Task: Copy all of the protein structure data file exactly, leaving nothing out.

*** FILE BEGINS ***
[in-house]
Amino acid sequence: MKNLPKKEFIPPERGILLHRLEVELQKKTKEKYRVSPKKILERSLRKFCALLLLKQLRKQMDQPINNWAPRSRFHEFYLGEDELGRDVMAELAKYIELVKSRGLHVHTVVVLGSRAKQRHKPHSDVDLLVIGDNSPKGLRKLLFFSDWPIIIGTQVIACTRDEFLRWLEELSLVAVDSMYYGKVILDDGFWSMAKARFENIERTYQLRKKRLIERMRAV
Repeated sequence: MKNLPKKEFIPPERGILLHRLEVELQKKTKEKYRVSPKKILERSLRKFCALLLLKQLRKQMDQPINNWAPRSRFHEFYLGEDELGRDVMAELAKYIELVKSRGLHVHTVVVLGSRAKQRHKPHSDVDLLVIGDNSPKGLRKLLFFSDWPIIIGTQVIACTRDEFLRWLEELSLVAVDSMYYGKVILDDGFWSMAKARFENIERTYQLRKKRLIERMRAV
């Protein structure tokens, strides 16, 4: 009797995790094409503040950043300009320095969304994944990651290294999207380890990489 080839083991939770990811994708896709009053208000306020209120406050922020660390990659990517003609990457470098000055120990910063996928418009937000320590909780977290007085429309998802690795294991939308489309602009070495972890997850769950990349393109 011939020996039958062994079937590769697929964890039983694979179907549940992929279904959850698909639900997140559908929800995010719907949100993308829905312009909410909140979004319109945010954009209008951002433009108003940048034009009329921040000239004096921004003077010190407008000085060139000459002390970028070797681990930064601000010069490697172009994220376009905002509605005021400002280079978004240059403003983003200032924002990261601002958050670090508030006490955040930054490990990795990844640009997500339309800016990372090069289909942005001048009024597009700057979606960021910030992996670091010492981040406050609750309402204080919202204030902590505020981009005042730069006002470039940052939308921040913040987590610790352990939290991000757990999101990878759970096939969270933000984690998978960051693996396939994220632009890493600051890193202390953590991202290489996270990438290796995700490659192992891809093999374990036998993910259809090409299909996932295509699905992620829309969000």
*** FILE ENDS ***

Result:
[in-house]
Amino acid sequence: MKNLPKKEFIPPERGILLHRLEVELQKKTKEKYRVSPKKILERSLRKFCALLLLKQLRKQMDQPINNWAPRSRFHEFYLGEDELGRDVMAELAKYIELVKSRGLHVHTVVVLGSRAKQRHKPHSDVDLLVIGDNSPKGLRKLLFFSDWPIIIGTQVIACTRDEFLRWLEELSLVAVDSMYYGKVILDDGFWSMAKARFENIERTYQLRKKRLIERMRAV
Repeated sequence: MKNLPKKEFIPPERGILLHRLEVELQKKTKEKYRVSPKKILERSLRKFCALLLLKQLRKQMDQPINNWAPRSRFHEFYLGEDELGRDVMAELAKYIELVKSRGLHVHTVVVLGSRAKQRHKPHSDVDLLVIGDNSPKGLRKLLFFSDWPIIIGTQVIACTRDEFLRWLEELSLVAVDSMYYGKVILDDGFWSMAKARFENIERTYQLRKKRLIERMRAV
């Protein structure tokens, strides 16, 4: 009797995790094409503040950043300009320095969304994944990651290294999207380890990489 080839083991939770990811994708896709009053208000306020209120406050922020660390990659990517003609990457470098000055120990910063996928418009937000320590909780977290007085429309998802690795294991939308489309602009070495972890997850769950990349393109 011939020996039958062994079937590769697929964890039983694979179907549940992929279904959850698909639900997140559908929800995010719907949100993308829905312009909410909140979004319109945010954009209008951002433009108003940048034009009329921040000239004096921004003077010190407008000085060139000459002390970028070797681990930064601000010069490697172009994220376009905002509605005021400002280079978004240059403003983003200032924002990261601002958050670090508030006490955040930054490990990795990844640009997500339309800016990372090069289909942005001048009024597009700057979606960021910030992996670091010492981040406050609750309402204080919202204030902590505020981009005042730069006002470039940052939308921040913040987590610790352990939290991000757990999101990878759970096939969270933000984690998978960051693996396939994220632009890493600051890193202390953590991202290489996270990438290796995700490659192992891809093999374990036998993910259809090409299909996932295509699905992620829309969000």